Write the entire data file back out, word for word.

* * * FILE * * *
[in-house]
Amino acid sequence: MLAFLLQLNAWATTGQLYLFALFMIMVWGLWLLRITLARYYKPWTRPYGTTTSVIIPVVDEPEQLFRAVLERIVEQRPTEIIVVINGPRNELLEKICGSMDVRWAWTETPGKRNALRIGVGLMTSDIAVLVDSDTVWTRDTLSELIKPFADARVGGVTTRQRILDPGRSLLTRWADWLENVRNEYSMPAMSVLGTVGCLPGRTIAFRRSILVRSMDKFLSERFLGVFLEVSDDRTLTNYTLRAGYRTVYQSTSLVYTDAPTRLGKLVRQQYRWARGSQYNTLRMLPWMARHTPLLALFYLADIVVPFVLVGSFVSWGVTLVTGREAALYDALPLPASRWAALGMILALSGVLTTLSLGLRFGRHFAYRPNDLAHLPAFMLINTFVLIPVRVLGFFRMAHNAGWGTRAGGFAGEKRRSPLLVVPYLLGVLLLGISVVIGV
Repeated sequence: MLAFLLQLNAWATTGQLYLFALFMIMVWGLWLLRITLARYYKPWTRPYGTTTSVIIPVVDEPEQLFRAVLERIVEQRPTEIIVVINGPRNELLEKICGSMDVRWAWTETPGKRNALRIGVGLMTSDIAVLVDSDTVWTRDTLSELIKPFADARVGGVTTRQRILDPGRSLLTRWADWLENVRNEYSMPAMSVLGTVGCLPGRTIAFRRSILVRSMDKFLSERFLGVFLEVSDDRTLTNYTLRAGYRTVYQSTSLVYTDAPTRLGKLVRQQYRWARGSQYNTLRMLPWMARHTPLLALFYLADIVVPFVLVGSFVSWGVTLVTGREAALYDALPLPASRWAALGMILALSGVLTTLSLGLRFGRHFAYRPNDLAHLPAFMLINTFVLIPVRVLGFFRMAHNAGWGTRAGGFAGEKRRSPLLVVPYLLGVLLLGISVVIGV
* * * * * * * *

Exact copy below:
[in-house]
Amino acid sequence: MLAFLLQLNAWATTGQLYLFALFMIMVWGLWLLRITLARYYKPWTRPYGTTTSVIIPVVDEPEQLFRAVLERIVEQRPTEIIVVINGPRNELLEKICGSMDVRWAWTETPGKRNALRIGVGLMTSDIAVLVDSDTVWTRDTLSELIKPFADARVGGVTTRQRILDPGRSLLTRWADWLENVRNEYSMPAMSVLGTVGCLPGRTIAFRRSILVRSMDKFLSERFLGVFLEVSDDRTLTNYTLRAGYRTVYQSTSLVYTDAPTRLGKLVRQQYRWARGSQYNTLRMLPWMARHTPLLALFYLADIVVPFVLVGSFVSWGVTLVTGREAALYDALPLPASRWAALGMILALSGVLTTLSLGLRFGRHFAYRPNDLAHLPAFMLINTFVLIPVRVLGFFRMAHNAGWGTRAGGFAGEKRRSPLLVVPYLLGVLLLGISVVIGV
Repeated sequence: MLAFLLQLNAWATTGQLYLFALFMIMVWGLWLLRITLARYYKPWTRPYGTTTSVIIPVVDEPEQLFRAVLERIVEQRPTEIIVVINGPRNELLEKICGSMDVRWAWTETPGKRNALRIGVGLMTSDIAVLVDSDTVWTRDTLSELIKPFADARVGGVTTRQRILDPGRSLLTRWADWLENVRNEYSMPAMSVLGTVGCLPGRTIAFRRSILVRSMDKFLSERFLGVFLEVSDDRTLTNYTLRAGYRTVYQSTSLVYTDAPTRLGKLVRQQYRWARGSQYNTLRMLPWMARHTPLLALFYLADIVVPFVLVGSFVSWGVTLVTGREAALYDALPLPASRWAALGMILALSGVLTTLSLGLRFGRHFAYRPNDLAHLPAFMLINTFVLIPVRVLGFFRMAHNAGWGTRAGGFAGEKRRSPLLVVPYLLGVLLLGISVVIGV